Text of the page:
As Stella looked up at the great beauty

As Stella looked up at the great beauty, she felt for the first time that her own dress, pretty as it was, was only sateen. She had not been conscious of it before, but she felt it now in the presence of this exquisitely-dressed woman. In very truth, Lady Lenore was well-dressed; it was not only that her costumes came from Redfern’s or Worth’s, and her millinery from Louise, but Lenore had acquired the art of wearing the productions of these artistes. When looking at her, one was forcibly reminded of the Frenchman’s saying, that the world was divided into two classes—the people who were clothed and the people who wore their clothes. Lady Lenore belonged to those who wear their clothes; the beautiful dress sat upon her as if she had been made to it, instead of it to her; not a piece of lace, not a single article of jewelry, but sat in its place gracefully and artistically.
To-night she wore a dress composed of some soft and readily-draping material, neither cashmere nor satin—some one of the new materials which have come over from the far east, and of which we scarcely yet know the names. It was of the most delicate shade of grayish-blue, which was brought out and accentuated by the single camellia resting amidst the soft lace on her bosom. The arms were bare from the elbows, exquisitely, warmly white and beautifully formed; one heavy bracelet, set with huge Indian pearls, lined the wrist; there were similar huge pearls in the rings on her fingers, and in the pendant which hung by a seed-pearl necklace.
Imagine a beautiful, an almost faultlessly-beautiful face, rising from the delicate harmony of color—imagine a pair of dark eyes, now blue, now violet, as she stood in repose or smiled, and fringed, by long, silken lashes—and you may imagine the bare material outward beauty of Lenore Beauchamp, but no words can describe what really was the charm of the face—its wonderful power of expression, its eloquent mobility, which, even when the eyes and lips were in repose, drew you to watching and waiting for them to speak.
Stella, though she had scarcely heard those lips utter a word knew what her uncle meant when he said that there was a peculiar fascination about her which went beyond her mere beauty; and, as she looked, a strange feeling crossed Stella’s mind. She remembered an old story which she had heard years ago, when she was sitting on the lap of her Italian nurse—the story of the strange and beautiful Indian serpent which sits beneath the tree, and fixing its eyes upon the bird overhead, draws and charms it with its spell, until the bird drops senseless and helpless to its fate.
But even as she thought of this she was ashamed of the idea, for there is nothing serpent-like in Lenore’s beauty; only this Stella thought, that if ever those eyes and lips smiled and murmured[72] to a man “I love you,” that man must drop; resistance would be vain and useless.
All this takes long to write; it flashed across Stella’s mind in a moment, even as they looked at each other in silence; then at last Lady Lenore spoke.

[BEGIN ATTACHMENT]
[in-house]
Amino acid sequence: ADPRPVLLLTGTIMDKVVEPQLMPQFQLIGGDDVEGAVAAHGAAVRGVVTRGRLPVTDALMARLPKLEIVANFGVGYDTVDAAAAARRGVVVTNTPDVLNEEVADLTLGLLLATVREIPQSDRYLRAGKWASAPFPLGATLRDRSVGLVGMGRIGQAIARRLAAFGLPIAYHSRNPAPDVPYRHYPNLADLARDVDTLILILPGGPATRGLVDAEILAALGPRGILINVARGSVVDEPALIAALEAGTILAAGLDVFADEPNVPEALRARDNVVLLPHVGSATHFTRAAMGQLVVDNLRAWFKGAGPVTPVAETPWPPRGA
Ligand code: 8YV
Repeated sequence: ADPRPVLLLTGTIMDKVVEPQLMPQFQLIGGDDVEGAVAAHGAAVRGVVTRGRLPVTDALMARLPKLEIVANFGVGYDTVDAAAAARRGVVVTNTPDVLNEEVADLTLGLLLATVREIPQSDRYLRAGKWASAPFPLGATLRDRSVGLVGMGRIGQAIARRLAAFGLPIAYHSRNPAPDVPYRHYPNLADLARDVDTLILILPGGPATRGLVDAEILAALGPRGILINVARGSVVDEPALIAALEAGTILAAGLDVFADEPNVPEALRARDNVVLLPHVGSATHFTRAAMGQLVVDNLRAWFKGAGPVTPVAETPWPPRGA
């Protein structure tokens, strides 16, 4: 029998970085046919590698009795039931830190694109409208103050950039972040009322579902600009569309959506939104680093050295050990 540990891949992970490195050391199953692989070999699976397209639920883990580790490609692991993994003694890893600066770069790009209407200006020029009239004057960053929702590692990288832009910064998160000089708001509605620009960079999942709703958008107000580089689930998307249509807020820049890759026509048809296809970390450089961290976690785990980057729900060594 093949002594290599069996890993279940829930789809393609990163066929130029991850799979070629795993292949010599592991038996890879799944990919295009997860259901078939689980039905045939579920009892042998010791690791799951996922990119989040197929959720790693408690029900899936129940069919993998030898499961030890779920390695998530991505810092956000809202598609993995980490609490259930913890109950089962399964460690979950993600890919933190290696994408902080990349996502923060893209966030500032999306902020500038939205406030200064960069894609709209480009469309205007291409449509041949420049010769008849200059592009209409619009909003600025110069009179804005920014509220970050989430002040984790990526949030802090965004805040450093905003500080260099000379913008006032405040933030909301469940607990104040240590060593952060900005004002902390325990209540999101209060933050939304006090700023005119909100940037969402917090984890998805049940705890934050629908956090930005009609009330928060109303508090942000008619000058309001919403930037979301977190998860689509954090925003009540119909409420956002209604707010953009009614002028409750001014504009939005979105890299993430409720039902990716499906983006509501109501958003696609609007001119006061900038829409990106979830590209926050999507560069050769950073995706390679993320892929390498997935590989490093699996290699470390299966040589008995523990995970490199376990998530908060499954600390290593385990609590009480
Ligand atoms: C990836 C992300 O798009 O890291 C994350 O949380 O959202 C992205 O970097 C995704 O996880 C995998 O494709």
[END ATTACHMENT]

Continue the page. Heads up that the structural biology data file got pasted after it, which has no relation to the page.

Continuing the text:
“Have you been gathering primroses to-day?” she said, with a smile.
It was a strange way of beginning an acquaintance, and Stella felt the color mount to her face; the words recalled the whole of the scene of yesterday morning. The speaker intended that they should.
“No,” she said, “not to-day.”
“Miss Etheridge gathered enough yesterday for a week, did you not?” said Lord Leycester, and the voice sounded to Stella like an assistance. She half glanced at him gratefully, and met his eyes fixed on her with a strange light in them that caused hers to drop again.
“I must find this wonderful flower-land,” said Lady Lenore. “Lilian was quite eloquent about it last night.”
“We shall be happy to act as pioneers in the discovery,” he said, and Stella could not help noticing the “we.” Did he mean she and he?
At that moment Lady Wyndward came toward them, and murmured something to him, and he left them and offered his arm to a lady at the other end of the room; then Lady Wyndward waved her fan slightly and smiled, and a tall, thin, fair-haired man came up.
“Lord Charles, will you take charge of Miss Etheridge?”
Lord Guildford bowed and offered his arm.
“I shall be delighted,” he said, and he smiled down at Stella in his frank way.
There was a general movement, ladies and gentlemen were pairing off and moving toward the door, beside which stood the two footmen, with the solemn air of soldiers attending an execution.
“Seven minutes late,” said Lord Charles, glancing up at the clock as they passed. “We must chalk that up to Lady Lenore. I admire and envy her courage, don’t you, Miss Etheridge? I should no more dare to be late for dinner at Wyndward than—than—what’s the most audacious thing you can think of?”
Stella smiled; there was something catching in the light-hearted, frank, and free tones of the young viscount.
“Standing on a sofa in muddy boots has always been my idea of a great social crime,” she said.
He laughed approvingly, and his laugh seemed to float lightly through the quiet room.
“That’s good—that’s awfully good!” he said, with intense enjoyment. “Standing on a sofa—that’s awfully good! Must tell Leycester that! Did you ever do it, by the way?”
“Never,” said Stella, gravely, but with a smile.